The Terror Within Their Heads – Mental Health Policies
Posted by bosskitty on May 13, 2007
The NY Times article, Fighting the Terror of Battles That Rage in Soldiers’ Heads by By DAN FROSCH
The nightmares that tormented Sgt. Walter Padilla after returning home from Iraq in 2004 prompted extensive treatment by Army doctors, an honorable discharge from the military and a cocktail of medication to dull his suffering.
So, because 28 Year Old Sgt. Padilla could not ward off memories of the people he had killed with a machine gun perched on his Bradley fighting vehicle … he pressed the muzzle of his Glock pistol to his temple and squeezed the trigger.
Post-traumatic stress disorder is not a predictable condition, we all have degrees of this condition and most learn to compartmentalize the trauma. But, the returning soldiers have a high pitched emotional reaction to death, destruction and activities that contradict the moral foundation they rely on. They see the contradiction between words and action mixed with their gory experiences. Their minds are rent, they are compelled to deny their inner conflict to satisfy their social standing within their family and fighting comrades. The results of this head in the sand approach is, that the problem is not buried far enough below the surface of behavior and insignificant events can resurrect the trauma. Our most sensitive warriors cannot live with the contradiction. They learn to put on a normal face for a while, but the terror will take over causing more pain than they can bear. Suicide becomes their only option because the help they receive is too superficial.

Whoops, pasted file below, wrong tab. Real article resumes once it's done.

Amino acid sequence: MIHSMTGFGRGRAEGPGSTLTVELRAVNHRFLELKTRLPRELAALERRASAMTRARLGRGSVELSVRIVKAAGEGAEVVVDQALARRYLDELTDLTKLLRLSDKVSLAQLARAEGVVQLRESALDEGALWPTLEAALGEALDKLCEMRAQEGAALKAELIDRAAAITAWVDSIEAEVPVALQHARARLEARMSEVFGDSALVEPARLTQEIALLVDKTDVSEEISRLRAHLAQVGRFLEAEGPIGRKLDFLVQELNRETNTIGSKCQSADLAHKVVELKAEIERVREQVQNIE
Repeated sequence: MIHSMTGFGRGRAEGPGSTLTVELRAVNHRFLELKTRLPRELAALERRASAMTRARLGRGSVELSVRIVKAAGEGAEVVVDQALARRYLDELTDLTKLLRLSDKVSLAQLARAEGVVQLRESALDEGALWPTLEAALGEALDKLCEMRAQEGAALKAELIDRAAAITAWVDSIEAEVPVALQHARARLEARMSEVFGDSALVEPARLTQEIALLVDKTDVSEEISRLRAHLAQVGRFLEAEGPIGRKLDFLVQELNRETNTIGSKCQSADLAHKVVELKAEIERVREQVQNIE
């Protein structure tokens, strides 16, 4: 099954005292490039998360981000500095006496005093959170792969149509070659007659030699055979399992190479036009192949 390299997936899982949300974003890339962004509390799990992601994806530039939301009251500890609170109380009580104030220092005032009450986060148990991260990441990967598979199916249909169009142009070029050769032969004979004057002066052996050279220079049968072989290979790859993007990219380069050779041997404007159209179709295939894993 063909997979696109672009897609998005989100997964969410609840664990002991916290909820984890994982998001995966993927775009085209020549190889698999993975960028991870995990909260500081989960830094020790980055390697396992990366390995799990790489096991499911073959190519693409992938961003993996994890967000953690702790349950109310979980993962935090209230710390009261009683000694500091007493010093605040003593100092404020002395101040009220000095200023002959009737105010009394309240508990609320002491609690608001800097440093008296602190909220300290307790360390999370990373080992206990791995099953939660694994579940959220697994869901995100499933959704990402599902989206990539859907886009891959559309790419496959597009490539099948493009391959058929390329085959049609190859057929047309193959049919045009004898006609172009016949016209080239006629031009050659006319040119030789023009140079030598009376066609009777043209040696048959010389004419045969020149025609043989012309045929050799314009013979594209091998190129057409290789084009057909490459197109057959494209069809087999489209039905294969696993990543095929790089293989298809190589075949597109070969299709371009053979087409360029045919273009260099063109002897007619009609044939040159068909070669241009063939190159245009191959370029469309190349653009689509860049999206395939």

America’s warriors are among the collateral damage and this grows exponentially when they return home. The damaging impact on their family and communities becomes viral.